Wearing a blue period military cap, volunteer guide John Meier does his best to have Fort Pulaski visitors prepared when they cross the drawbridge into the well-preserved fortifications.
I chatted briefly Sunday with Meier about typical questions the curious have when they come to the fort, 15 miles east of downtown Savannah.
Pulaski, made with millions of bricks, is known for representing the end of an era. When the Civil War began, the fort was considered a “spectacular” defensive structure.
But Union rifled guns fired from over a mile away reduced a good bit of the fort to rubble, leading to Col. Charles Olmstead’s surrender in April 1862.
Meier said folks often are surprised at how young Olmstead was. He was only 25 when he took command of the fort in 1861. The young soldier was haunted for years by his decision, but later said it was still the best possible given that a direct hit to the magazine would have blown up Pulaski.
“That the fort could and would be absolutely destroyed by the force of the enemy was a demonstrated fact . . .” he wrote.
Other visitors don’t realize how difficult it would have been for the Confederates to retake the fort over the next three years of the war.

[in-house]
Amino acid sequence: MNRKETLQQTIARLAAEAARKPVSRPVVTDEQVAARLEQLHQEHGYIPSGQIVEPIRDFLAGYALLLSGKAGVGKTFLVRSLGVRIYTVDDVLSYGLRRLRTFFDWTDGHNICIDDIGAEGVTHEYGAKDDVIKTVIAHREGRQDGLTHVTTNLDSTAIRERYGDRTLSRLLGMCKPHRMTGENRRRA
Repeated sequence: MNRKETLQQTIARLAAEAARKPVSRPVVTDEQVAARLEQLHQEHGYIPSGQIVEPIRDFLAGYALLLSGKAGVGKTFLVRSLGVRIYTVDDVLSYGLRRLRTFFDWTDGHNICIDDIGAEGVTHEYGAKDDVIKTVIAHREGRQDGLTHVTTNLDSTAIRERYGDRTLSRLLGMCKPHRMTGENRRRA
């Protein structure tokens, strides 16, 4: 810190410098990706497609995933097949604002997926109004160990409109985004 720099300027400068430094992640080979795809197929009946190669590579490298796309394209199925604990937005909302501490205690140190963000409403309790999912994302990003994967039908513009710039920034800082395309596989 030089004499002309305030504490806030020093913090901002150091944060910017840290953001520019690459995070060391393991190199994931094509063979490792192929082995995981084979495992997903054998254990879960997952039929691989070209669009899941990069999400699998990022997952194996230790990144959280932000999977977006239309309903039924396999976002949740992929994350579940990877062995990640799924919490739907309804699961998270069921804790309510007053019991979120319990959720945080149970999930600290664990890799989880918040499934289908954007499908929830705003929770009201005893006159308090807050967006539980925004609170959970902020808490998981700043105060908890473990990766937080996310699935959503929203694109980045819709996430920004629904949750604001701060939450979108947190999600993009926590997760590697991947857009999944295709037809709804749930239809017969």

We spent a couple hours at Pulaski, first walking by its cisterns than taking a gorgeous trail out to Cockspur Lighthouse, which was built in 1856. The structure escaped damage during the fateful hours of the Pulaski bombardment.
The fort is offering two special events in November and December.
Veterans Day (event is Nov. 7-8): Re-enactors from the 48th New York Volunteer Infantry will be on hand. They will give demonstrations of military and camp life. A special military salute to veterans will be offered at 4 pm Saturday. The 48th was garrisoned at Pulaski after its fall. Regular admission of $3 per person.
Candle lantern tours (Dec. 11-12, 6 p.m.-10 p.m.): Staff and volunteers will re-create the Confederate Nog party of 1861. Visitors will share in the Christmas season with cookies and hot cider, music and merrymaking. Advance reservations required, with limited spaces for each program. Programs begin at 6, 6:20, 7, 7:20, 8 and 8:20 each night. Each program runs about 45 minutes. Call 912-786-5787 between 10 a.m. and 4 p.m. Monday through Friday beginning Nov. 1. Reservations end Dec. 8. Cost is $5 per person, including admission to the fort.